But sometimes kids need encouragement to work specifically on upper body and core strength, particularly if they have struggled with these activities in the past.
Here are some pages on my website that offer you photographed ideas that you can easily implement at home... have fun!
These activities are offered to promote your child's normal development. They are NOT a substitute for occupational therapy assessment and treatment.
Do you want to give your child the best possible foundation for handwriting, by working on upper body strength and stability?
Does your child have poor fine motor skills as a result of poor shoulder girdle stability?
This printable resource will provide you with 20 pages of photographed exercises that may help your child develop better shoulder girdle stability.
View my Shoulder Exercises for Kids E-Book now!
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K Au, M.; M Chan, W.; Lee, L.; MK Chen, T.; MW Chau, R.; and Pang, M. Core Stability Exercise Is As Effective As Task-Oriented Motor Training In Improving Motor Proficiency In Children With Developmental Coordination Disorder: A Randomized Controlled Pilot Study. Clinical Rehabilitation. 28(10) March 2014. https://doi.org/10.1177/0269215514527596 (abstract only)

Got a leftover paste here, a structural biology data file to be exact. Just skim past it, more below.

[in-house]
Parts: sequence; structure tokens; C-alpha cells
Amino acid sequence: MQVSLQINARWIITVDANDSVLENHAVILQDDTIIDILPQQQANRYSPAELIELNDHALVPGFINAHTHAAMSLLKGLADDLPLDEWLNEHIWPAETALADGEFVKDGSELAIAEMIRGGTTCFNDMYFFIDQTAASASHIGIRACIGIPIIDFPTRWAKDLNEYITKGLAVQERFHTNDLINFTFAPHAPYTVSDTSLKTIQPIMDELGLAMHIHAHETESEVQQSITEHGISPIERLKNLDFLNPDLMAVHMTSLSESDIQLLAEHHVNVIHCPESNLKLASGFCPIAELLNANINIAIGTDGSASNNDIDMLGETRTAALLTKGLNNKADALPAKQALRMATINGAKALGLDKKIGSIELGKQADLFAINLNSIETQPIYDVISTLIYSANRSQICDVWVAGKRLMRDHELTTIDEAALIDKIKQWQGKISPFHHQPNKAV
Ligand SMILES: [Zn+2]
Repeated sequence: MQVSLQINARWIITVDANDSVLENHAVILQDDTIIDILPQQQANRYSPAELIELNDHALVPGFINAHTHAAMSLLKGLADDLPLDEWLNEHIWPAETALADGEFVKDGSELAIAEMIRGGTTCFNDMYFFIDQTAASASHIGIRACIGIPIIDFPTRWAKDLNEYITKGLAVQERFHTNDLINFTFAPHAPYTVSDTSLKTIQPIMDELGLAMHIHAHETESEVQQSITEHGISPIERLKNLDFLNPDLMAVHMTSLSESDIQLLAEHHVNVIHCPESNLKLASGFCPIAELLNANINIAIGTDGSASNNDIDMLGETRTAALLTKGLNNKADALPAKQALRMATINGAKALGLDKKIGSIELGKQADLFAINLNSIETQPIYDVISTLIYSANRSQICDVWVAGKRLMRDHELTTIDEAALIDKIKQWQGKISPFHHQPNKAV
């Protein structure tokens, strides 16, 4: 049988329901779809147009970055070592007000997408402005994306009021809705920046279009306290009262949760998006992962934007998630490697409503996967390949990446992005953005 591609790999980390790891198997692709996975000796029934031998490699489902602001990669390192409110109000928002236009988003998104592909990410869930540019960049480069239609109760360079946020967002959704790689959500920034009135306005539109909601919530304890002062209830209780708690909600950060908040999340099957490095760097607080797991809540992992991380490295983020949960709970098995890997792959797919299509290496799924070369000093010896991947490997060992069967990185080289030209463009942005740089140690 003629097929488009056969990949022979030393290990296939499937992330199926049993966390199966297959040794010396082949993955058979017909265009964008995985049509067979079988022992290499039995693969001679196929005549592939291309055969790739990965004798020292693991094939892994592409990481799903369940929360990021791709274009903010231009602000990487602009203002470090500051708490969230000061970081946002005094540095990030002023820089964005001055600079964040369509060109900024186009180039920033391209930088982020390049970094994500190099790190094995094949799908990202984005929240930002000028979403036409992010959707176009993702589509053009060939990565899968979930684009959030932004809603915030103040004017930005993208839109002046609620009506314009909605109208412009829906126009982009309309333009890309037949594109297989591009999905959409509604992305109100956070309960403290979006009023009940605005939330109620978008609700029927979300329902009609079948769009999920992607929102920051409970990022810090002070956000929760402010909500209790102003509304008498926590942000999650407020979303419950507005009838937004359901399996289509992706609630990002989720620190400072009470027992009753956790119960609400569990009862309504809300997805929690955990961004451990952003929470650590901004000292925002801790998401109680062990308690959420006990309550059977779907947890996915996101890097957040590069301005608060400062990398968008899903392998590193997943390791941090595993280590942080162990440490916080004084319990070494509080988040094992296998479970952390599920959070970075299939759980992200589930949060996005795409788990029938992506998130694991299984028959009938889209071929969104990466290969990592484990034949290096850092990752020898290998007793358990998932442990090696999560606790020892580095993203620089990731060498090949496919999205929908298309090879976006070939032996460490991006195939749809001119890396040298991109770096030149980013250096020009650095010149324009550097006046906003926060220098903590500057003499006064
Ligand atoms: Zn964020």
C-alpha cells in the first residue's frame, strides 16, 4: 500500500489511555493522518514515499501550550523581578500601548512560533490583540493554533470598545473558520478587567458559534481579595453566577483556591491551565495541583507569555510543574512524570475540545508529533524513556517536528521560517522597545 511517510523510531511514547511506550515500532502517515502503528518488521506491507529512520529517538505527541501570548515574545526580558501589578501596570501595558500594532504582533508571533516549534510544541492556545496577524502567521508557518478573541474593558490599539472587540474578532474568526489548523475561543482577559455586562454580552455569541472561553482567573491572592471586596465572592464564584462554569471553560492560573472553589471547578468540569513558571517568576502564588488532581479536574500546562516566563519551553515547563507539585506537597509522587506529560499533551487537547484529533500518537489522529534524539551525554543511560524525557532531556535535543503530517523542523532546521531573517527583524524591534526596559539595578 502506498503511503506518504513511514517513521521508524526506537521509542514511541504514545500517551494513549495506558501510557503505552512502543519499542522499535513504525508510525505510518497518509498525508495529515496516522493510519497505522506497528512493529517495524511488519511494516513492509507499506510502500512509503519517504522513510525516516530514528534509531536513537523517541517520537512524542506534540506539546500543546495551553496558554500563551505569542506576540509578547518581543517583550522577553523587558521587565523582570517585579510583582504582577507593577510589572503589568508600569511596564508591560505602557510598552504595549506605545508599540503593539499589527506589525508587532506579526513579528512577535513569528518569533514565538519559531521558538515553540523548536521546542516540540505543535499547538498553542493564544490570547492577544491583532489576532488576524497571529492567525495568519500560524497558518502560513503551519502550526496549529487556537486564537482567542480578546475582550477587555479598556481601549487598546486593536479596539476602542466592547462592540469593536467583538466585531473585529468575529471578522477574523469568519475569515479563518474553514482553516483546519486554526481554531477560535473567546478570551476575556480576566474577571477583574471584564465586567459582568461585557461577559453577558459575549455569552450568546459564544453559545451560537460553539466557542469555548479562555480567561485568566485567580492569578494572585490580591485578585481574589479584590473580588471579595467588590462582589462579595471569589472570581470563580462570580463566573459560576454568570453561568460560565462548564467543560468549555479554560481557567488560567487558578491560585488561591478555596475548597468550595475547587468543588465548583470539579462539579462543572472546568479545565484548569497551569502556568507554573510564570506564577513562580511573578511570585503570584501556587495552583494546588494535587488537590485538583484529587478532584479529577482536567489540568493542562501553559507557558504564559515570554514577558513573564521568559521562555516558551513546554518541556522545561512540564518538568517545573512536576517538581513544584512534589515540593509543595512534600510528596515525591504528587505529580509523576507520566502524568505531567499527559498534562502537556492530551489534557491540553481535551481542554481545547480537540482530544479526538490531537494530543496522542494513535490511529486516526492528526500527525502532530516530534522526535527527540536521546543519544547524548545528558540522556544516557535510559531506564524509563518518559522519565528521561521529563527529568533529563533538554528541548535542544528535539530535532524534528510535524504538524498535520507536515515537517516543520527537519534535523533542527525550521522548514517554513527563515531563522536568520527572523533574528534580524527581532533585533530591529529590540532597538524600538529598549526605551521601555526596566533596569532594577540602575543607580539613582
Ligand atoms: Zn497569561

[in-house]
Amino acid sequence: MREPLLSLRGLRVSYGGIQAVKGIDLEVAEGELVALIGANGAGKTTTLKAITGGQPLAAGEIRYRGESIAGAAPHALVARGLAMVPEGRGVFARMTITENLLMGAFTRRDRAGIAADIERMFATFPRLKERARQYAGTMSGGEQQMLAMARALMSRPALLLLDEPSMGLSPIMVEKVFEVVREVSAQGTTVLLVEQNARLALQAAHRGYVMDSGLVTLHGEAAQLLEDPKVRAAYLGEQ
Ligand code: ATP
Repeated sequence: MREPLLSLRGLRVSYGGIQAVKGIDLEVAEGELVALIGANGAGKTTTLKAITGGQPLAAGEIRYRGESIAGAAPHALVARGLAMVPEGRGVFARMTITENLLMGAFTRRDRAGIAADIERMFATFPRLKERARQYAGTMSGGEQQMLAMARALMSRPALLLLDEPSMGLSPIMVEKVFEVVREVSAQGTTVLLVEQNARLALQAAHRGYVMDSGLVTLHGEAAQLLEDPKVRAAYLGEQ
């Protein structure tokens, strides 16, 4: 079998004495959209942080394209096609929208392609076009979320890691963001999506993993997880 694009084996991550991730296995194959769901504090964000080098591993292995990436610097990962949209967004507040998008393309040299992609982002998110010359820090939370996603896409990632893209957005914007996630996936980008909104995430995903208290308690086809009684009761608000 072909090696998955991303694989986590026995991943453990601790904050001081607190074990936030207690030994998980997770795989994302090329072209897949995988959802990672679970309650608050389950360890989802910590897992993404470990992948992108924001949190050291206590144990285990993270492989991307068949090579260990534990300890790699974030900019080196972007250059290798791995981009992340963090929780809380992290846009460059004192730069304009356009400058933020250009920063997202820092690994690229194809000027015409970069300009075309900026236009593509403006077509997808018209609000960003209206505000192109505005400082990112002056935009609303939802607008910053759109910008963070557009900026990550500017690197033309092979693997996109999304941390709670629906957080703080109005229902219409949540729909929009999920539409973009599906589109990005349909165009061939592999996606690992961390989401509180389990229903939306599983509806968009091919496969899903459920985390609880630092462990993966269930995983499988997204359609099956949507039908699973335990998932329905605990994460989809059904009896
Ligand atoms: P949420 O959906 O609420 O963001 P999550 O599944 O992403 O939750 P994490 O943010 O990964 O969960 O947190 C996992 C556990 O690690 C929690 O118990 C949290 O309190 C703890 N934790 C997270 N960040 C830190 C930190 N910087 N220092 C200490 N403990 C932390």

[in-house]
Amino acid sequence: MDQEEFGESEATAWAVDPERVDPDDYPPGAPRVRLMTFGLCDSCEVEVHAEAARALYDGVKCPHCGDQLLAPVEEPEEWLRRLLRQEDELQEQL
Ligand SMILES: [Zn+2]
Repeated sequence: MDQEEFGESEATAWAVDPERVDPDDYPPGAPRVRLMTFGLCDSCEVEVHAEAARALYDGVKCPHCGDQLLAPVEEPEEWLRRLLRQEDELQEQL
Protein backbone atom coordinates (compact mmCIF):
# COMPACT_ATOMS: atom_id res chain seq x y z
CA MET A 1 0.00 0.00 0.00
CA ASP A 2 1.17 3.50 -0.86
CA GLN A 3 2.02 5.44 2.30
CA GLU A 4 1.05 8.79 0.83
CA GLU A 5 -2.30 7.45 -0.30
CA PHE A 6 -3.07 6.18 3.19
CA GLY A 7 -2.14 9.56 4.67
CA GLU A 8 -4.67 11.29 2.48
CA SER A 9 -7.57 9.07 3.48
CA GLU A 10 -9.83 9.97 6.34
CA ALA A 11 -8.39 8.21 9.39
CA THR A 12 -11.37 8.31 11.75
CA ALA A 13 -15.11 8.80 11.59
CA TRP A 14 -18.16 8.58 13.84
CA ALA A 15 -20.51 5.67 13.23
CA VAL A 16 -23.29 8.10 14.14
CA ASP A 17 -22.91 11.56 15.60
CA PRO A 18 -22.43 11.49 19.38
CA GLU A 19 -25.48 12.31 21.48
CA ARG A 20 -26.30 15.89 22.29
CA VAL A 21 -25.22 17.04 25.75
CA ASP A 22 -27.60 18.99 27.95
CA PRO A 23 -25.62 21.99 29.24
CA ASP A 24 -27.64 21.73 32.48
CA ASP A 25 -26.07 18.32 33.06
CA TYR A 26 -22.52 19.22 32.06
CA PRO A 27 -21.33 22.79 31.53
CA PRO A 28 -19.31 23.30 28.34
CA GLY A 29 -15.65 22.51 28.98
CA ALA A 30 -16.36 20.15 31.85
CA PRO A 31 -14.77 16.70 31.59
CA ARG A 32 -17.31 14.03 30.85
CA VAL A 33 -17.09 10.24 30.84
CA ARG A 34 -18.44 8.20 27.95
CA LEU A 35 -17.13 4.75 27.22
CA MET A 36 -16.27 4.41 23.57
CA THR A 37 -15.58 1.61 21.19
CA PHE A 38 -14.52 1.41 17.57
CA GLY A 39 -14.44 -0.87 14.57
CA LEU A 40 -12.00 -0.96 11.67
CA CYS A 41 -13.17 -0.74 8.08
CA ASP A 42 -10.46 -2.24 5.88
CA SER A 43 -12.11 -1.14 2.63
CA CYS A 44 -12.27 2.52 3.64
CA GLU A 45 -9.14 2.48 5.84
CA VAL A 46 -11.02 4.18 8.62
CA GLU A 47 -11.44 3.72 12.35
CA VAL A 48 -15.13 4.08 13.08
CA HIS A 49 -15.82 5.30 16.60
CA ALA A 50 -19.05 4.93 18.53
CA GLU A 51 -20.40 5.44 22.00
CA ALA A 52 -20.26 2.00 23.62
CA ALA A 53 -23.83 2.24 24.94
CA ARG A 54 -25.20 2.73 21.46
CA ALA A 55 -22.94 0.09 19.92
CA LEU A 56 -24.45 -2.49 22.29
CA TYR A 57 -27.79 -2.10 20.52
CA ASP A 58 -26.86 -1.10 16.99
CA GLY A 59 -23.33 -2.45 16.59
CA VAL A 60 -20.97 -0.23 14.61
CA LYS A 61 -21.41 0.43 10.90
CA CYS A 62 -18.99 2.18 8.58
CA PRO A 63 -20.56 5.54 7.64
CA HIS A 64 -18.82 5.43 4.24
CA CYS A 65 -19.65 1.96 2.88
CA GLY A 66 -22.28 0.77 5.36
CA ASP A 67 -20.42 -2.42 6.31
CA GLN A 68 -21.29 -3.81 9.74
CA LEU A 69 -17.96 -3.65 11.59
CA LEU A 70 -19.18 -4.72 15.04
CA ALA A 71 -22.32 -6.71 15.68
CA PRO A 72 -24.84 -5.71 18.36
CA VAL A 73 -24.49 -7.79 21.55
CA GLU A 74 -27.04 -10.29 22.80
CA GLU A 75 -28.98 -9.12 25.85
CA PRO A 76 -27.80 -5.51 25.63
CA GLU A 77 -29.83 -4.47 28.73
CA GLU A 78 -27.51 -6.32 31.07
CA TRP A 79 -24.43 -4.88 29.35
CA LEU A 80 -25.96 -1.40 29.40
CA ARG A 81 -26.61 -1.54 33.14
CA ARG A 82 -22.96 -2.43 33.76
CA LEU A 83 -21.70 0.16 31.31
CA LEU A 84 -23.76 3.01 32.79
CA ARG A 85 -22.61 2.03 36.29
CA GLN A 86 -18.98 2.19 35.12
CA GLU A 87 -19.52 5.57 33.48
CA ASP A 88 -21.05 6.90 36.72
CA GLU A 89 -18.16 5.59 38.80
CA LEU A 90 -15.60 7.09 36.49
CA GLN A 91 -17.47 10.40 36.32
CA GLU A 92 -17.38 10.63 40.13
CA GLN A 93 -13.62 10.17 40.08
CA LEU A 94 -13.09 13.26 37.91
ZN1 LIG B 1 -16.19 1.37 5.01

Mcgill, Stuart. (1999). Stability: From biomechanical concept to chiropractic practice. J Can Chiropr Assoc. 43.
Oliver, G.; Stone, A.; Weimar, W.; Lemak, L.; Washington, J.; and Dougherty, C. Upper Extremity Muscle Activation during Bodyblade Exercises Following Six Weeks of Intervention Focusing on the Lumbopelvic-Hip Complex. Sports 2015, 3(3), 188-201; 3. 188-201. https://doi.org/10.3390/sports3030188
Oliver, G.; Stone, A.; Plummer, H. (2010). Electromyographic Examination of Selected Muscle Activation During Isometric Core Exercises. Clin J Sport Med. 2010 Nov; 20(6):452-7. doi: 10.1097/JSM.0b013e3181f7b0ef. https://www.ncbi.nlm.nih.gov/pubmed/21079441
Voight, Michael & Paine, Russ. (2013). The Role of the Scapula. International Journal of Sports Physical Therapy. 8. 617- 629. https://www.ncbi.nlm.nih.gov/pmc/articles/PMC3811730/